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Consumer Reports

Electronics prices getting lower at greater number of stores | (KRT) Consumer electronics sales leader Best Buy Co., which already has 600 stores nationwide, is opening 60 a year. Computer retailer CompUSA has broadened its offerings to include televisions and other home electronics.

Meanwhile, smaller chains such as Fry's Electronics and Conn's Inc. are continuing to expand.

Consumer electronics stores are proliferating even as sales are increasing only slightly and as competition from discount chains and others is growing, said Tom Edwards, senior industry analyst with The NPD Group.

"Are we over-stored?" he said. "Probably, I'd have to say."

From 1997 to 2002, mass merchants such as Wal-Mart Stores Inc. increased their share of all consumer electronics sales in the United States from 19.9 percent to 24.9 percent.

During that time, specialty electronics stores saw their share of the $110.6 billion consumer electronics industry fall from 8.8 percent to 8.6 percent. But during the same time, those stores grew from about 18,000 locations nationwide to 20,700, a 15 percent increase.

Consumers will have their choice of products and prices this holiday as the competition, evident in the barrage of retail advertising, heats up.

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Whether they will buy is less certain. An NPD Group survey found that fewer people plan to give electronics as gifts this year than last, though the company says impulse purchases could pad the results.

Geoff Wissman, vice president at consulting and market research firm Retail Forward Inc., is slightly more optimistic.

"It's going to be better than last year, but it's not necessarily going to be a fantastic year," Wissman said. "We're predicting that for the fourth quarter, sales of consumer electronics will be up a little over 3 percent. That's nothing necessarily to write home about."

The competition, however, is sure to mean smaller profit margins for retailers, Wissman said. One example is DVD players.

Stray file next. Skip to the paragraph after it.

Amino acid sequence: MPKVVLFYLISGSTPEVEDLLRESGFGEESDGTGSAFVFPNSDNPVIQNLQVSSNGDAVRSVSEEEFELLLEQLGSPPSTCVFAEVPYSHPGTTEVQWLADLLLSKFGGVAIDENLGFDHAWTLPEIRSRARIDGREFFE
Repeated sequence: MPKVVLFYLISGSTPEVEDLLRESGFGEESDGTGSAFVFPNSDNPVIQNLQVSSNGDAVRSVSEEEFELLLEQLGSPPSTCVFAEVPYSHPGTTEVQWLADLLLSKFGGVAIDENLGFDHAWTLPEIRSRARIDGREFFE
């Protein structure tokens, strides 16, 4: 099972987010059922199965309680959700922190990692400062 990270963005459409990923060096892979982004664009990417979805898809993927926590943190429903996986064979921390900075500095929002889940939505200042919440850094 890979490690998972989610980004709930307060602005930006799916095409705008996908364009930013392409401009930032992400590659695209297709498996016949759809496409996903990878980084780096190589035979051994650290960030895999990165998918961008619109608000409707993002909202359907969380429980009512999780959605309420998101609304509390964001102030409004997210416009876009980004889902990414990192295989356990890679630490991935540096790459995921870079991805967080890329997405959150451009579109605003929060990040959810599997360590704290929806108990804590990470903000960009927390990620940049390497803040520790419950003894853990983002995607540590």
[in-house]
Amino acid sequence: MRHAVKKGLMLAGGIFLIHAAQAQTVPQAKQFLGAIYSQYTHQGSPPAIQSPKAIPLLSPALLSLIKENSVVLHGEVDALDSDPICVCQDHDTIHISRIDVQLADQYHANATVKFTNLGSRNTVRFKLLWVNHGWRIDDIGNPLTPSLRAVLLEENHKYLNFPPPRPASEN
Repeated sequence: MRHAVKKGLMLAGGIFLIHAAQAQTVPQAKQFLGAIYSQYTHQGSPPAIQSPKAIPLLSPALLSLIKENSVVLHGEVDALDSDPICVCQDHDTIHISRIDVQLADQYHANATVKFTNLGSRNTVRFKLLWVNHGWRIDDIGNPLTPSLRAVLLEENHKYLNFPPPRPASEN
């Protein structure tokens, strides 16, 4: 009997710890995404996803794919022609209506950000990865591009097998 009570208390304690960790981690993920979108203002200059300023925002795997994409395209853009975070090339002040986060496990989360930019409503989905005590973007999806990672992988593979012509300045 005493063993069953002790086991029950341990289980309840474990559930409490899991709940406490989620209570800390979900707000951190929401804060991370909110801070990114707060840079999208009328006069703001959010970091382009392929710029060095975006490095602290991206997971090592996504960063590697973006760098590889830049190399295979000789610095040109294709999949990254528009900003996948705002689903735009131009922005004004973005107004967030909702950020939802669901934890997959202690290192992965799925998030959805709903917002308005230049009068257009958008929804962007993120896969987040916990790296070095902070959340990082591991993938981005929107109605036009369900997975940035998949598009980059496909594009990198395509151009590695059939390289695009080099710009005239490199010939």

The Consumer Electronics Association said in mid-November that, year to date, 15 million standalone DVD players had been sold, a 25 percent increase over 2002.

But the prices were so low that the DVD buzz didn't help retailers much, said Dave Workman, president of Denver-based Ultimate Electronics Inc. Retail Forward said in July that the price of the cheapest DVD players had fallen to $49 from $125 just two years ago.

"The problem we have in many categories in consumer electronics is that prices have come down so far that the unit growth cannot make up for the dollar decline," he said.

Many shoppers have taken bargain hunting to an art form, thanks to the Internet, experts say.

"We have found that nearly 50 percent of the people who walk into our store have already been to doing research on the products they want to purchase," said Lisa Hawks, a spokeswoman for Minneapolis-based Best Buy.

Ultimate said that for the quarter ending Oct. 31, sales were down 10 percent from a year ago, due partly to fewer customers coming into the stores, as well as other issues, such as the company's new internal software system.

"We're a purveyor of mid- to high-end products," Workman said. "What the consumer has been doing is trading down. They're going out and buying `good enough' stuff."

"What will be interesting in this holiday period is if that pattern changes," he added. "And in my opinion, that will be one of the tests of whether this economic recovery is for real."

Ultimate, which has 65 stores nationwide, isn't the only electronics retailer struggling to deal with lethargic consumers and cutthroat pricing.

Circuit City Stores Inc. said in September that its profit margin in the second quarter fell to 22.6 percent from 23.7 percent a year ago, as the retailer had to match price cuts at other chains.